A Visit to the Wright Museum’s Exhibit “Righting a Wrong” is a Valuable Lesson
By Mark Okrant
Photos courtesy Smithsonian Institution Traveling Exhibition Service
Preparation for this story took me to one of my favorite museum venues in New Hampshire, Wolfeboro’s Wright Museum of World War II. This time, my purpose was not to examine the museum’s ongoing, outstanding display of the battlefield and the home front during that war. My assignment was to visit the newly opened Smithsonian traveling exhibition, “Righting a Wrong: Japanese Americans and World War II.” The Smithsonian describes the exhibit, which will be housed at the museum from May 1 to July 7, as “an examination of the complicated history and impact of Executive Order 9066 that led to the incarceration of Japanese-Americans following the attack on Pearl Harbor.”
I had several concerns during my one-hour drive to Wolfeboro. The first of these was: why don’t we as Americans know more about this episode in our history? Most of us were exposed to U.S. History classes during the third year of high school. Others elected history coursework in college. Yet, up until the present, we have been taught very little about this unfortunate chapter in our nation’s past.
A second thought was whether the people at Smithsonian could provide an exhibit that a range of Americans—from the GI and Silent Generations through Generation Z—will connect to easily.
My third concern was more mundane. In an attractive space that houses more than 14,000 items—from tanks to refrigerators—would the exhibit receive the attention it deserves at the Wright?
Entering the exhibit, which is housed on the second floor of the museum, one is immediately immersed in a series of dramatic, well-captioned posters that describe the events leading up to internment. A copy of the infamous Executive Order 9066 is displayed early in the exhibit. It explains that, following the attack on Pearl Harbor by Japan on Dec. 7, 1941, President Franklin Roosevelt signed an executive order that sent both Americans of Japanese ancestry and Japanese nationals to ten large, barbed wire-enclosed incarceration camps and dozens of other installations, situated west of the Mississippi, between March 1942 and March 1946.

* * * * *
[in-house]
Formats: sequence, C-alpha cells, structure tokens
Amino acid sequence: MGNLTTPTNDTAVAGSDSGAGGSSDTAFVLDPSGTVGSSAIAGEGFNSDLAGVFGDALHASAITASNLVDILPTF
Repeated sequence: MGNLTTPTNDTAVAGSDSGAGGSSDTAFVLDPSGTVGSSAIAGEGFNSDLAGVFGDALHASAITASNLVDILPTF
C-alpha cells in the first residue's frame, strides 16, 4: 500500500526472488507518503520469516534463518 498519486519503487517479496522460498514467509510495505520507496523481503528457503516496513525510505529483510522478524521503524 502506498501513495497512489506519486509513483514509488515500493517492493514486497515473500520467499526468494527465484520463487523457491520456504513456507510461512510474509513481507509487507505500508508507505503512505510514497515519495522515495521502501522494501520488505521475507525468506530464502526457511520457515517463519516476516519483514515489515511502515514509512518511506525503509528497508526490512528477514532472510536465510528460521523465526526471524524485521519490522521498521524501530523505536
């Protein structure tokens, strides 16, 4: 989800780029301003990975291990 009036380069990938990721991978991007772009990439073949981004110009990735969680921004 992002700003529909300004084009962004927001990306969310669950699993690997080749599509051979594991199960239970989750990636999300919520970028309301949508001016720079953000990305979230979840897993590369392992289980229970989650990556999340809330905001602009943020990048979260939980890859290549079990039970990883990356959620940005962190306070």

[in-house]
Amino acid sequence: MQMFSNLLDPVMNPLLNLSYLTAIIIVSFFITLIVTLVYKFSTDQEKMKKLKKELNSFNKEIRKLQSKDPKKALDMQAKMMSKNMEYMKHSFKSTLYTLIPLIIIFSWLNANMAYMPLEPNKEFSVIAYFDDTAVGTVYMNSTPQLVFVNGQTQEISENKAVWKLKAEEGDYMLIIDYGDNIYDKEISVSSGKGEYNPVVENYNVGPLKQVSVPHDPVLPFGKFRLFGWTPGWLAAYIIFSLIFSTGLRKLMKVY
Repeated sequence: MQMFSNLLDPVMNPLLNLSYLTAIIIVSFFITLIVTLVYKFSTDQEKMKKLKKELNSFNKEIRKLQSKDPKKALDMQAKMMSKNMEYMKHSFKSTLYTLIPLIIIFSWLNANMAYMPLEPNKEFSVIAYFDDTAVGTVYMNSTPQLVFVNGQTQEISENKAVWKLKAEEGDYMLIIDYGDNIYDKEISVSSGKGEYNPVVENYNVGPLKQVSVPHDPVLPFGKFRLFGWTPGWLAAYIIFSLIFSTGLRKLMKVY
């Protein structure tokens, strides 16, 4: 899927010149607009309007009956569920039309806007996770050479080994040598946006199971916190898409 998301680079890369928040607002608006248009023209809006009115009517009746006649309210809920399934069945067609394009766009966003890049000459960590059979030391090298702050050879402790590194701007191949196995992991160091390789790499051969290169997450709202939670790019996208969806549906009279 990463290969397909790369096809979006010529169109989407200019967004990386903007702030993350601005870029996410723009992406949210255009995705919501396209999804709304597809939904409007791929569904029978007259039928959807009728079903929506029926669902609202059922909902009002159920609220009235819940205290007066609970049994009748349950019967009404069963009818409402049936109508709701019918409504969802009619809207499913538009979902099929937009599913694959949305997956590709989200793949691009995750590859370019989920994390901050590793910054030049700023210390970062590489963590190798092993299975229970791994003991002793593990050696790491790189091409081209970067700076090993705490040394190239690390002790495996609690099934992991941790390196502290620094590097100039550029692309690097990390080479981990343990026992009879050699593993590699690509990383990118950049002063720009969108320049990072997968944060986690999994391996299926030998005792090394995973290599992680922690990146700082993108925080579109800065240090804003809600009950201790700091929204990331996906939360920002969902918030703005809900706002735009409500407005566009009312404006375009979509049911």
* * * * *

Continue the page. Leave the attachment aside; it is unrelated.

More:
We learn from the exhibit that people were crowded together into the hastily built camps, enduring poor living conditions, and were under the constant watch of military guards for a period lasting from two-and-one-half to four years. While all of this was occurring, many Japanese-American men risked their lives fighting for the United States in the European theater.
Making our way through the exhibit, the story of how more than 100,000 people were rounded up and led to internment centers is presented in a clear, but concise manner. Given the fact that three-quarters of these people were American citizens, one can’t help but remember the words from Emma Lazarus’ sonnet, The New Colossus: “Give me your tired, your poor. Your huddled masses yearning to breathe free.” Since 1903, those words have been inscribed on a bronze plaque fastened to the pedestal of the Statue of Liberty.
The Smithsonian has clearly captured the themes of immigration, prejudice, civil rights, heroism, and what it means to be an American. However, while making one’s way through the exhibit, it becomes apparent that this privilege has not been granted ubiquitously; and, one is immediately mindful that the exhibit, which portrays events from three-quarters of a century ago, has current relevance.
Visitors have an opportunity to explore the complex history of the events leading up to, during, and following incarceration. The exhibit uses large, colorful posters and display cases showing historical photographs and drawings, personal stories, and objects from those incarcerated at the camps to tell its story. A simple duffle bag used by the Imada family, when they were relocated to the Gila River camp in Arizona, has a powerful impact. It reflects the restrictions on these people who, with very little warning, were told to sell what they could and bring only what they could carry.